Where would we be had we taken seriously the reality that marriage as practiced is indeed a civil union? The purview of the State would be clearer and the role of the Christian community would be evident. States may set the guidelines for the legalities related to civil unions, but the State does not possess the apparatus, outside the don’ts of the law, to influence character within those unions.
Second, recognize the nature of marriage laws as distinct from religious covenant. We do not live in a theocracy.
If, for Christians, marriage is indeed covenant over contract, then how might we better engage the conversation? Not as State Agents/Actors.
Marriage may be more than statecraft, but it is not less than statecraft. As such the State does have a role in marriage, one the Church in Colonial America sought to influence, if not control. Sadly that was to uphold a desire to avert interracial marriages. (See Part 2)
Today the Church finds its influence waning or the State increasingly secularized. Either way, the laws of the State long agreed to by the Church enter a new era and the Church finds itself without the power to make or change the laws.
The situation forces the Church to wrestle with itself.
Once, when the relationship was more cozy, the Church seemed fine with the State describing marriage as a legal contract, even if for the Church it obtained to a sacred covenant. No one ever saw the possibility the State may not always agree with the Church? We now have a battle for the meaning of the word marriage. But, when marriage is admitted to be a civil union, it may illustrate that talk of covenant over against contract has not captured the imagination of clergy, or even, those entering marriage.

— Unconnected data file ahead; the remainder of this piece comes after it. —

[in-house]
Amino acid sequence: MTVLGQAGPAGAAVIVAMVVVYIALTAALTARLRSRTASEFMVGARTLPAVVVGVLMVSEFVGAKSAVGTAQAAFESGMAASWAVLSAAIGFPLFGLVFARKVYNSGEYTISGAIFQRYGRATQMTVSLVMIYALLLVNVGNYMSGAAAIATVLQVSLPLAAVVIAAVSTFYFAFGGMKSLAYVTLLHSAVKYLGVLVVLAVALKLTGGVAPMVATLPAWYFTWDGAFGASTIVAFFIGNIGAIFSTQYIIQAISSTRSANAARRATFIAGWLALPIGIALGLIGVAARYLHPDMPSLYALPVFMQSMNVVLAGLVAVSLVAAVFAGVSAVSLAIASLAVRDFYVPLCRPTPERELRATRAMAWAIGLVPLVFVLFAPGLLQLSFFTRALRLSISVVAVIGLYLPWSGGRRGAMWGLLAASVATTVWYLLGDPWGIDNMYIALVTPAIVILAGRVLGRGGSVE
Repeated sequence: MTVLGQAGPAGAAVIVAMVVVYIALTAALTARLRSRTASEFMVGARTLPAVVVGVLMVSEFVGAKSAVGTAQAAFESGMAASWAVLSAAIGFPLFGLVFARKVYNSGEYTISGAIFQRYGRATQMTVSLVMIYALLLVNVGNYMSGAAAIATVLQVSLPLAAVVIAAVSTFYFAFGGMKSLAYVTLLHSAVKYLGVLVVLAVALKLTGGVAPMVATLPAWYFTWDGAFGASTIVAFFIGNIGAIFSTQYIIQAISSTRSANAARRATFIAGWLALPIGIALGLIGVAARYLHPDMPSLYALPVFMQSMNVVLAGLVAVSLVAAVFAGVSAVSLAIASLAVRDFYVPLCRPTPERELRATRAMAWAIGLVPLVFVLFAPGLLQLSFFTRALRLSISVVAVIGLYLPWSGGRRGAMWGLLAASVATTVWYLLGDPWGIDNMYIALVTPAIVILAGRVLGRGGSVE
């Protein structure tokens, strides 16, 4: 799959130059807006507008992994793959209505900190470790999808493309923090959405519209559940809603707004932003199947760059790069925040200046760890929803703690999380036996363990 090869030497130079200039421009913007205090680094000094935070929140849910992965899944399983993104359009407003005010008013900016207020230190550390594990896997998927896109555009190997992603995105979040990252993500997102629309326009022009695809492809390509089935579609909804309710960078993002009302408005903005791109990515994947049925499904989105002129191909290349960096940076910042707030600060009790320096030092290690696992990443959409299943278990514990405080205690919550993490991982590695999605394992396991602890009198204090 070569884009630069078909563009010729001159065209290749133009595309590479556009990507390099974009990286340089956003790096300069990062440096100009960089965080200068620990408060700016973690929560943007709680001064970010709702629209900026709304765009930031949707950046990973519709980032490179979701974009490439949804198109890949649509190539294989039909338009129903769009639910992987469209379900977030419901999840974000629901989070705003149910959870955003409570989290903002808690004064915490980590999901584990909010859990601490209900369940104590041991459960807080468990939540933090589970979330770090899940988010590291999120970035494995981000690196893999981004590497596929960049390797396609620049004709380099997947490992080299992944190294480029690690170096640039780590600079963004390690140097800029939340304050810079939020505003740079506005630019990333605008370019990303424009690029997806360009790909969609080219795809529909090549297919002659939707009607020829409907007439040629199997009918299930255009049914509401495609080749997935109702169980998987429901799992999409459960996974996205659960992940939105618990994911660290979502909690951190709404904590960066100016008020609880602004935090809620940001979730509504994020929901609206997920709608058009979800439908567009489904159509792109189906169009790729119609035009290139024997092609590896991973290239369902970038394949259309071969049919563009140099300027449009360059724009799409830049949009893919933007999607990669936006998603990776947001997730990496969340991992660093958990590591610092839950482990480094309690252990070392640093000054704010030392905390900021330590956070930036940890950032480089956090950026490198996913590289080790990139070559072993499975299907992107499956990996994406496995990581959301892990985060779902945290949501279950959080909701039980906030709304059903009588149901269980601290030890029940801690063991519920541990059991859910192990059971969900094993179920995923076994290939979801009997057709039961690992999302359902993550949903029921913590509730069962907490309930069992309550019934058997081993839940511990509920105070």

Rather than utilizing an air of superiority over the State, why not recognize the limitations of the State. Maybe it would come in admitting the limitations of the Church. We do not live in a theocracy. We must then learn how we might plot goodness for marriage, for unions? If the Church cannot write and pass laws that govern civil unions, then why not give the energy given to resistance to cultivating goodness and peace for people? Why not work to create an atmosphere where the fruits of the Spirit demonstrate the kind of relationships that flourish?
How might we practice what covenant relationships look like over against the reigning ethos where membership has its privileges? Covenant relationships are not limited to marriage. That is, friendship is not a contract. If the church spent more time cultivating healthy places for disagreement and doubt, for resolution and reconciliation, for investment and hospitality, would that help?
To be continued . . .
Third, let the State take care of the contractual laws. Allow Christians, or other religious groups, to choose marriage as covenant within a given community.
Finally, force the Church to wrestle with how the dissolution of the contract affects their relationships of grace and mercy when the covenant falls apart.